N.B. – This was published in Asian Correspondent (April 5, 5:47 p.m.) where I write a weekly column (Philippine Fantasy).
A Filipino industrialist publicly apologized for a speech he delivered before a graduating class which had borrowed passages in other graduation speeches without proper attribution. While his decision to assume responsibility for what his speechwriters did is laudable, it must be stressed that his situation reflects the lack of knowledge not only about plagiarism and but also the role of ethics in mass communication.
More than the simple Do’s and Dont’s, ethical guidelines provide the necessary standards in the conduct of an activity, in this case speech writing. Through ethics, the people are given a sense of what is right and wrong in making decisions.
Plagiarism could either be a conscious or unconscious copying of someone else’s work for various reasons (e.g., for profit, for higher grades). In the context of ethics, students, researchers and other concerned people should be properly guided on what constitutes plagiarism. Very few people know, for example, that there is such a thing as autoplagiarism, a situation where a person plagiarizes not others but himself or herself.
As a full-time teacher since 2001, I have confronted students regarding their papers which I suspected to be plagiarized. When I was assigned as chair of the College Anti-Plagiarism Committee of the University of the Philippines College of Mass Communication (UP CMC) in the past, I also knew about some complaints of plagiarism filed by professors against certain students.
There are many reasons for engaging in plagiarism, whether consciously or unconsciously. It could be done for commercial or other forms of personal gain. Others may argue that it is just a result of plain laziness.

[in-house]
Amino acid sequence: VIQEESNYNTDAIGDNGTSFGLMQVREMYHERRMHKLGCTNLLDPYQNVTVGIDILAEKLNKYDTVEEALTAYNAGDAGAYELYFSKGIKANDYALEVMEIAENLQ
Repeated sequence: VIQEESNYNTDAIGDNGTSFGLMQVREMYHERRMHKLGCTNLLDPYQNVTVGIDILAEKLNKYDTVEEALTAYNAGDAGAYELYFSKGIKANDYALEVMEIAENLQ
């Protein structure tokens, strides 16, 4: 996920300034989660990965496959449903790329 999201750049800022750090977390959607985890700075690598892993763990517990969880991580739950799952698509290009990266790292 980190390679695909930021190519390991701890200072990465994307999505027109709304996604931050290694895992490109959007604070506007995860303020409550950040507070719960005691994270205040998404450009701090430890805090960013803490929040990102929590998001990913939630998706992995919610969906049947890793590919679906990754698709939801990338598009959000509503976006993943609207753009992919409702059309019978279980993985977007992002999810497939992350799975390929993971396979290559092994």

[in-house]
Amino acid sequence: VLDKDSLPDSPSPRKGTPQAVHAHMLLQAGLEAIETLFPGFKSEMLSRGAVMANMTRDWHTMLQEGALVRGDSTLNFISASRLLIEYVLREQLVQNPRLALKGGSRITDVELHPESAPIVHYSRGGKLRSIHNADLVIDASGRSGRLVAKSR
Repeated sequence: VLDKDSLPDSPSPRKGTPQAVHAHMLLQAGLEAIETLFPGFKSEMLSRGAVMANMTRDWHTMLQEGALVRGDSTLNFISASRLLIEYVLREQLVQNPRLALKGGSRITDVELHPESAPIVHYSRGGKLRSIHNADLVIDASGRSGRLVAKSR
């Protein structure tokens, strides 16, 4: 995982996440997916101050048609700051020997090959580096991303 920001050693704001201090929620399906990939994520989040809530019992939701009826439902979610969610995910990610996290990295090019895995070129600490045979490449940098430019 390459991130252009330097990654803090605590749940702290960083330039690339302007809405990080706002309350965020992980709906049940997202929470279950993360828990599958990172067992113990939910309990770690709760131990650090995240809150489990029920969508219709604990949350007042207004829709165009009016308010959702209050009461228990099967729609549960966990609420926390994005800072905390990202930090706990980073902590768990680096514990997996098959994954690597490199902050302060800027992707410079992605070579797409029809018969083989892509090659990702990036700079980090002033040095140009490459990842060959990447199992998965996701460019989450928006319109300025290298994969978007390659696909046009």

As stated, there are times when plagiarism is unconsciously done, but it is not an excuse for committing what is inherently wrong. As an old legal maxim goes, “Ignorantia legis neminem excusat (Ignorance of the law excuses no one).”
Modern technology provides both the opportunity and the temptation to just simply “copy and paste” from the Net. While it’s easier for people to plagiarize through the Net, it must be stressed that it’s also much easier to detect plagiarized works through various software programs, meticulous Web surfing and other methods, provided that the person doing the investigation is tech-savvy enough to do so.
As I stressed in an October 2009 entry in my blog,”I personally use Google Alerts, CopyGator, relevant `keyword searching’ and regular `ego-surfing’ to know if any of my articles are being plagiarized. There are other free anti-plagiarism tools available on the Net.”
Indeed, cyberethics is very broad and obviously goes beyond the practice of online journalism. In the same blog entry I wrote, I noted, “(I)t also includes etiquette on the Internet (sometimes referred to as Netiquette). In the case of the blogosphere, there exists A Bloggers’ Code of Ethics which is supposed to guide people in blogging responsibly.”
The awareness of one’s responsibility motivates him or her to exercise more caution in the performance of his or her job. Whether or not he or she is a journalist, a person would benefit much from knowing the necessary professional and ethical standards in the shaping of public opinion.